A young black transgender woman was shot dead in a Louisiana motel this week, becoming at least the seventh transgender woman known to have been killed in the United States this year, rights advocates said.
The woman, Amia Tyrae, 28, was killed Monday at about 1.15am at a motel on Airline Highway, according to the Baton Rouge Police Department.
Dr William Clark, the East Baton Rouge Parish coroner, ruled Ms Tyrae’s death a homicide, caused by a gunshot wound to the chest.
The police department said on Friday night that Dedrick Butler, 22, of Denham Springs, Louisiana, had been arrested in the killing. He was charged with second-degree murder, possession of a firearm by a convicted felon and possession of a firearm with an obliterated serial number.
Between 25 to 28 transgender people were reported killed in the US last year, the highest number in at least a decade, according to a report by the Human Rights Campaign and the Trans People of Color Coalition. The violence disproportionately affects transgender women of colour.
The killing of Ms Tyrae came less than a month after the shooting death of another transgender woman, Phylicia Mitchell, 46, outside her apartment in Cleveland on 23 February. Transgender women were also killed in New Mexico, Florida, New York, Massachusetts and California this year, according to data compiled by GLAAD.
Ms Tyrae worked at a home healthcare company, according to her Facebook page.
Relatives declined to comment on Ms Tyrae’s death. Friends and family said on Facebook that a funeral service would be held in Baton Rouge on Saturday.
NeVaa White, a friend, told Mic that Ms Tyrae had been out since at least 2009 and had a close community of friends. “She made family with her peers in the LGBT community of Baton Rouge,” Ms White said, adding that Tyrae didn’t have an easy life, and that she “was taken away in the very manner she feared”.
Statistics on homicides of transgender people are difficult to compile and are not officially available because the federal government does not collect data based on gender identity. In addition, transgender homicide victims are often identified by police using the names and genders they were assigned at birth, a practice known as misgendering.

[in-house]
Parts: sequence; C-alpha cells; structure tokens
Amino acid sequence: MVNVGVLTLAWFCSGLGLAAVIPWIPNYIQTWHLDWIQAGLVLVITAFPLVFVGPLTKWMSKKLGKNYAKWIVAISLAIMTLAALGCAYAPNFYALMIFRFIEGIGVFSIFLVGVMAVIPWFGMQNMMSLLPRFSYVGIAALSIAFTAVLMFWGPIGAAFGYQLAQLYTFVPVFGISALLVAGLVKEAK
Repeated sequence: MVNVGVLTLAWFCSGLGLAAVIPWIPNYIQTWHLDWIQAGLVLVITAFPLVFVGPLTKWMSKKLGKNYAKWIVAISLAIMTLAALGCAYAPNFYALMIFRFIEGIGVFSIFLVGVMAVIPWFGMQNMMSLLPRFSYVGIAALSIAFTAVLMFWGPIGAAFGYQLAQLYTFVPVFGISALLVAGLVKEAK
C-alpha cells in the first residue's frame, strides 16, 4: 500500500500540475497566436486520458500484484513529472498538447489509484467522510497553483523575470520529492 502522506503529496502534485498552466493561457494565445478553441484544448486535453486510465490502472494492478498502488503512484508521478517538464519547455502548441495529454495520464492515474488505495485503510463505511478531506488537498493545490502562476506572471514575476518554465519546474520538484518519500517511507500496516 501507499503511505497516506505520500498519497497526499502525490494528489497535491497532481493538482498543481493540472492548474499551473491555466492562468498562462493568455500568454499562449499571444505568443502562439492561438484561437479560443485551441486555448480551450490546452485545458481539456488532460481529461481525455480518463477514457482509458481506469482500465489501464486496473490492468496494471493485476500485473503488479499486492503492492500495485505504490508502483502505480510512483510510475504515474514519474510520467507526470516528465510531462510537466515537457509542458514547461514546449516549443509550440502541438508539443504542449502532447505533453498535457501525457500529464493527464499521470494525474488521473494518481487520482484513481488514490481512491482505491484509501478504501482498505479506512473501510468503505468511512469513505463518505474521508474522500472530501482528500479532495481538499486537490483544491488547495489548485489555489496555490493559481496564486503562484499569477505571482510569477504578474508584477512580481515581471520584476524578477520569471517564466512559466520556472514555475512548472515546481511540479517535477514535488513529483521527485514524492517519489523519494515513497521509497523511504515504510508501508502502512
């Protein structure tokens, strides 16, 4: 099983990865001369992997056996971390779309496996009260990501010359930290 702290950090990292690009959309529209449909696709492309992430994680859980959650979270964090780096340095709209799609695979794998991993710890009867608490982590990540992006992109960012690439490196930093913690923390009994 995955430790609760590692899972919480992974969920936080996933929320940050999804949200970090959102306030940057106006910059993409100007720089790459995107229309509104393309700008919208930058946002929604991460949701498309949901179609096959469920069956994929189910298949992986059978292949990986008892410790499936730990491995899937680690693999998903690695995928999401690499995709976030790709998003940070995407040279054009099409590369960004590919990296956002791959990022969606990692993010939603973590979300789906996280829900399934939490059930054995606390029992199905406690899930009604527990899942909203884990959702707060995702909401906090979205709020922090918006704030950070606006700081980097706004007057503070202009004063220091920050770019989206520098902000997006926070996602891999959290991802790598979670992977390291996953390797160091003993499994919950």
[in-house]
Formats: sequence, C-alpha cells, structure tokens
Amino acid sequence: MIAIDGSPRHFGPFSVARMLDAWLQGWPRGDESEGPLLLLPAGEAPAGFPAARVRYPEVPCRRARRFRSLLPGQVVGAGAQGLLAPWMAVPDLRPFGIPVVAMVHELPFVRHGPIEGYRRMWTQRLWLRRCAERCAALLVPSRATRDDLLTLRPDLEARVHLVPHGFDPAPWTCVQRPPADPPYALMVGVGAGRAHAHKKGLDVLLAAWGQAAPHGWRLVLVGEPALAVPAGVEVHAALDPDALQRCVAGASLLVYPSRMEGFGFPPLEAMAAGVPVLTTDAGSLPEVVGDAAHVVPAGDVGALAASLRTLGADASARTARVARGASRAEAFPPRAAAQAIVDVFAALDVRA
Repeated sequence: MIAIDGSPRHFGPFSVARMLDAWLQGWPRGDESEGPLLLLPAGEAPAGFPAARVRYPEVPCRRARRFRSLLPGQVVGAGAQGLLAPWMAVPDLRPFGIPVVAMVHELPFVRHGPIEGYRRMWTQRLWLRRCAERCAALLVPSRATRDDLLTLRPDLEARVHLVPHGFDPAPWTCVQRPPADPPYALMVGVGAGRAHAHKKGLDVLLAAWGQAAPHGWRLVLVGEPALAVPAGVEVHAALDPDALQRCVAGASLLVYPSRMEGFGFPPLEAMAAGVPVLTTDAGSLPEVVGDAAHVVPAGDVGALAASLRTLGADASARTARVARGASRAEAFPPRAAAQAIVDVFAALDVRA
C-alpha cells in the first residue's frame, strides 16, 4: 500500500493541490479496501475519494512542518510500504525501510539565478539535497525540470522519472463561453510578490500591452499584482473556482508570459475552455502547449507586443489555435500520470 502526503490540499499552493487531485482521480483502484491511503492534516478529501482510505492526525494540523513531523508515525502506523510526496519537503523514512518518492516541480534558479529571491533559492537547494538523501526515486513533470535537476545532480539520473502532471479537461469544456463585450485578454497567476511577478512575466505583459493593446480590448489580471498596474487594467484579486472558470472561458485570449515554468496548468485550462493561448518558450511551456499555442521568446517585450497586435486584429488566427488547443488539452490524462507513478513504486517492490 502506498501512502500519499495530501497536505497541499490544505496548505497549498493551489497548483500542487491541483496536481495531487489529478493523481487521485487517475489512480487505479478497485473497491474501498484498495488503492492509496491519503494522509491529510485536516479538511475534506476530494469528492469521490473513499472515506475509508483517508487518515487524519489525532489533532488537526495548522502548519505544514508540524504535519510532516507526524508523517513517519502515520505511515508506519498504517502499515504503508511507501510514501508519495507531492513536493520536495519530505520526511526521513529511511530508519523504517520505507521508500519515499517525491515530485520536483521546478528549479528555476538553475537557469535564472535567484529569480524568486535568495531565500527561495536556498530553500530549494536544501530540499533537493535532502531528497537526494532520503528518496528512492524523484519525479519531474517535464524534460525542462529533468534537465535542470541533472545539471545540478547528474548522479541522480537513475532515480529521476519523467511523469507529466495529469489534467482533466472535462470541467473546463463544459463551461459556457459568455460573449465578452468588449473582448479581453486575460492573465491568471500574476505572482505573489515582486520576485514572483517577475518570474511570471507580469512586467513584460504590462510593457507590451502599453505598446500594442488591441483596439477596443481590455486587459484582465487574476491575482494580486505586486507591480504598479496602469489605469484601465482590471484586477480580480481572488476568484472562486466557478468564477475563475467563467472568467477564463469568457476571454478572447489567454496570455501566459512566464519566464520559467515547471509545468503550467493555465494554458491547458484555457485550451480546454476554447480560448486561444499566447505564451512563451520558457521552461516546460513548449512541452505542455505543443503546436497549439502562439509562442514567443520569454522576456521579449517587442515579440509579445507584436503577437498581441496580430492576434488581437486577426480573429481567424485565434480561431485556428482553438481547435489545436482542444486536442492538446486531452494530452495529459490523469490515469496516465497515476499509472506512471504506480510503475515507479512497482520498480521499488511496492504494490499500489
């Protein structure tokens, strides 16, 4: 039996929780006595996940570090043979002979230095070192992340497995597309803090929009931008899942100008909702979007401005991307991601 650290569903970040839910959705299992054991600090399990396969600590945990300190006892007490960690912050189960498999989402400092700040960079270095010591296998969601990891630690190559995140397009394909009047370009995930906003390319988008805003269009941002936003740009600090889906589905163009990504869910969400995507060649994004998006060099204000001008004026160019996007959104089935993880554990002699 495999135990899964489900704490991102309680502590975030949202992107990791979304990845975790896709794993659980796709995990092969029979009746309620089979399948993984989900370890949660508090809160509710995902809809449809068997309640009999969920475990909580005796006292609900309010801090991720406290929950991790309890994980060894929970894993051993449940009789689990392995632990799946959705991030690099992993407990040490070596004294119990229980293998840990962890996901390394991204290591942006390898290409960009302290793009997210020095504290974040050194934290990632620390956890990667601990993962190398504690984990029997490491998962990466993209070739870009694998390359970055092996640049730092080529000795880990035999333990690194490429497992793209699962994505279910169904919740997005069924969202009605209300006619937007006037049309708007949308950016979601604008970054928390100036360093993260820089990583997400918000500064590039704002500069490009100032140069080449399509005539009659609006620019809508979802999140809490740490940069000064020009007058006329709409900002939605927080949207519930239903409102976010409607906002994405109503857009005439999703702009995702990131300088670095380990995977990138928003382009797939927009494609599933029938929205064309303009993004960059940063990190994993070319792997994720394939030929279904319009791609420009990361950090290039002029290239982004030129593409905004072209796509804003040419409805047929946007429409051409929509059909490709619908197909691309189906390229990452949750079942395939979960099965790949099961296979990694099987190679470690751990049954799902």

Advocates emphasise that their tallies just include the victims they know about.
“It is impossible to have a complete and accurate number,” MJ Okma, an associate director at GLAAD, said.
Transgender people frequently face economic hardships, discrimination in housing and hiring, and high rates of homelessness, Mr Okma said, all factors that can contribute to systematic violence. “That becomes the greater context,” he said.
In 2016 in Louisiana, governor John Bel Edwards, a Democrat, issued an executive order that protected LGBT employees and contractors from discrimination, the first time that the state had explicitly recognised the equal rights of transgender people, according to the American Civil Liberties Union.
But transgender people have continued to be targeted in the state. Three transgender women were killed there in an eight-day period in February 2017.
“Violence against trans people, mostly trans women of colour and often resulting in death, continues to plague our communities,” the group Louisiana Trans Advocates said at the time.
“We must also recognise that the shameful content and tone of the national discourse on trans issues contribute to stigmatisation and dehumanisation that lower the barriers to this kind of violence,” the organisation said.
The New York Times